The risks and rewards of raising a young explorer
The ranger in the office of Idaho’s Sawtooth National Recreation Area frowned skeptically when I explained my plans to backpack an 18-mile loop to Alice and Toxaway lakes. He looked down at my son, Nate, then six years old and about 40 pounds—less than the weight of the pack I’d carry—clutching his stuffed dolphin. (“It’s the rare alpine dolphin,” he’d say, grinning, to anyone we met in the mountains.)
“You know, that’s a pretty rugged hike,” the ranger told me—his polite way of suggesting he considered me a fool for putting my son in harm’s way. I know he meant well. But Nate and I finished the hike not only without a problem, but a day sooner than we planned: he wanted an extra day to kayak on Redfish Lake.
It was the first of what would become annual father-son “Boy Trips”—a tradition I’ve also established with my daughter. Over many journeys since, I’ve learned that strangers will often react to the sight of my family on a remote trail as if my wife and I were encouraging our children to ride alligators bareback.
I’m reminded of the hiker we passed on Zion’s West Rim while backpacking with our son and daughter, then eight and six. “You know it gets cold up there at night, right?” he warned us. (The low that night was about 50° F.) Or the open-mouthed expressions of people staring out the windows of the shuttle that dropped us off with our cross-country skis at a trailhead in Yellowstone.
I can understand their worry. My wife and I have many serious conversations about risk and appropriate choices for our kids: we’ll occasionally abandon Plan A for Plan B, or turn back altogether when conditions demand it. But our family has safely backpacked together in national parks from the Tetons to Sequoia, paddled among alligators (without riding any) in the Everglades, rappelled into slot canyons, and sea kayaked for days in Alaska’s Glacier Bay National Park.
Unfortunately, my kids are anomalies. We live in a time when just eight percent of American children age 12 to 15 are active for even an hour a day. My son’s friends mostly interact online rather than playing together in person—never mind outdoors. I look at my phone bill and see that my seventh-grade daughter sends over 600 texts a month.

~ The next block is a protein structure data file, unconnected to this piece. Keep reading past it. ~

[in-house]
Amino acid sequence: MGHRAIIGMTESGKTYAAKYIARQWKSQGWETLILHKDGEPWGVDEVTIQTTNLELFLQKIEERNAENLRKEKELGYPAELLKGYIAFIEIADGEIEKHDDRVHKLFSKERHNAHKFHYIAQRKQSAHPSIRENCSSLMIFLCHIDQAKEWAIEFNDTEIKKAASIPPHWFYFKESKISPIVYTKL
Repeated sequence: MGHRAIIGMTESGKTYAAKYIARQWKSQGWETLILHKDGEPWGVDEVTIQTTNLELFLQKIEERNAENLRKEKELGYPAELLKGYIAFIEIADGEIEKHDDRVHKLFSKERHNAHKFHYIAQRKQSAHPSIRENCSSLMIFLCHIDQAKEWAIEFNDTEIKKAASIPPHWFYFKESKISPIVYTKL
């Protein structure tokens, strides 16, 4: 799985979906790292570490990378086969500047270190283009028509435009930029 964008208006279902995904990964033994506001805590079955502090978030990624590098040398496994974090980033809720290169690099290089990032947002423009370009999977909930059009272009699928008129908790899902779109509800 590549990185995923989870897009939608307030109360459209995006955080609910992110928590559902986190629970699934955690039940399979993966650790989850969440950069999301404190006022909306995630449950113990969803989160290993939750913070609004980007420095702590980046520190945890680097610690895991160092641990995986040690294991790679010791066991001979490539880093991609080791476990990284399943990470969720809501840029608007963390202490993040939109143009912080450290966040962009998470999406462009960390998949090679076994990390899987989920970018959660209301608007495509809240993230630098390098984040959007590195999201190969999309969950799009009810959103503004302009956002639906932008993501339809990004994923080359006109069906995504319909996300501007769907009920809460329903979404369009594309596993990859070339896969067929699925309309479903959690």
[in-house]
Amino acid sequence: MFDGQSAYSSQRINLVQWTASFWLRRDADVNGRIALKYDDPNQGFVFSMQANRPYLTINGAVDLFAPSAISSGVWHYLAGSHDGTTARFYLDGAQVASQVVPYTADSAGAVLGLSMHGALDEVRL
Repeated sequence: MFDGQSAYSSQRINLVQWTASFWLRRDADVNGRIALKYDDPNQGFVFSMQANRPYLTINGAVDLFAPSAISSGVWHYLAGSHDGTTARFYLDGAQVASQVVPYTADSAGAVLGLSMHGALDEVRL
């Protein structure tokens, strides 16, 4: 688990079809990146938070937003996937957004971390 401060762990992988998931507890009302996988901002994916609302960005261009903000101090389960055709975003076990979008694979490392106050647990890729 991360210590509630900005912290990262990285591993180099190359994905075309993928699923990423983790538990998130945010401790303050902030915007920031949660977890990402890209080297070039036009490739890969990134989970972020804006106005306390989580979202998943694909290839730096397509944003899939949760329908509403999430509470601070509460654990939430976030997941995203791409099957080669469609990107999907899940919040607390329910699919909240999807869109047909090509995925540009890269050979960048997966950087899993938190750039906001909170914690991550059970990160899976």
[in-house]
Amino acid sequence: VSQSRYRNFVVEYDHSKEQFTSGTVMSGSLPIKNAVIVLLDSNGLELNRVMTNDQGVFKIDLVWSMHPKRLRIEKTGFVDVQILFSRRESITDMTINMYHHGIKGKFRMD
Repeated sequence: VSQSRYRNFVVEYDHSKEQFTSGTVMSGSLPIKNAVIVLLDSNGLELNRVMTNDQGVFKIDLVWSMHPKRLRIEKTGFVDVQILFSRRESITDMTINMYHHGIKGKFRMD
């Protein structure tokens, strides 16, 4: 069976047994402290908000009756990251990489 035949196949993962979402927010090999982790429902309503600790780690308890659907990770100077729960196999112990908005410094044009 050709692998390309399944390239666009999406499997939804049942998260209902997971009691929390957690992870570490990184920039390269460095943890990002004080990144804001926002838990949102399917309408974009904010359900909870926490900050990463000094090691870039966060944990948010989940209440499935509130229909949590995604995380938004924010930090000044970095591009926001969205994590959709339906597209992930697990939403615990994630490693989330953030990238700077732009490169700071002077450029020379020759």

The United States is a nation founded in wilderness—it’s the country that introduced the concept of national parks to the world. But most American children today have little or no exposure to wilderness. I think we parents today should worry less about nature’s hazards and more about what sort of adults our kids will become if they spend so little time outdoors.
I’m not blind to the hazards of the outdoor activities I do with my family. But I believe that nature offers children lessons applicable to every aspect of their lives. When I take my kids rock climbing, the danger is easy to visualize. I can use that to frame a conversation about more commonplace risks that we all tend to ignore, like being in cars. And they will drive or ride in cars far more often in their lives than they will rock climb.
Nate is 15 now, an accomplished backpacker and climber currently preparing to summit Mt. Whitney. He came to me one evening recently to tell me that one of his best friends has never camped. Nate wants to take him backpacking. “I thought about the things I most like to do, and they’re all in the outdoors,” Nate told me, “and I think it would be cool to take him out there with us.”
I told him I liked that idea.
Trust For Public Land media partner Michael Lanza blogs about his outdoor adventures, including many with his family, at The Big Outside. His award-winning book Before They're Gone—A Family's Year-Long Quest to Explore America's Most Endangered National Parks, chronicles his family’s wilderness adventures in national parks threatened by climate change.
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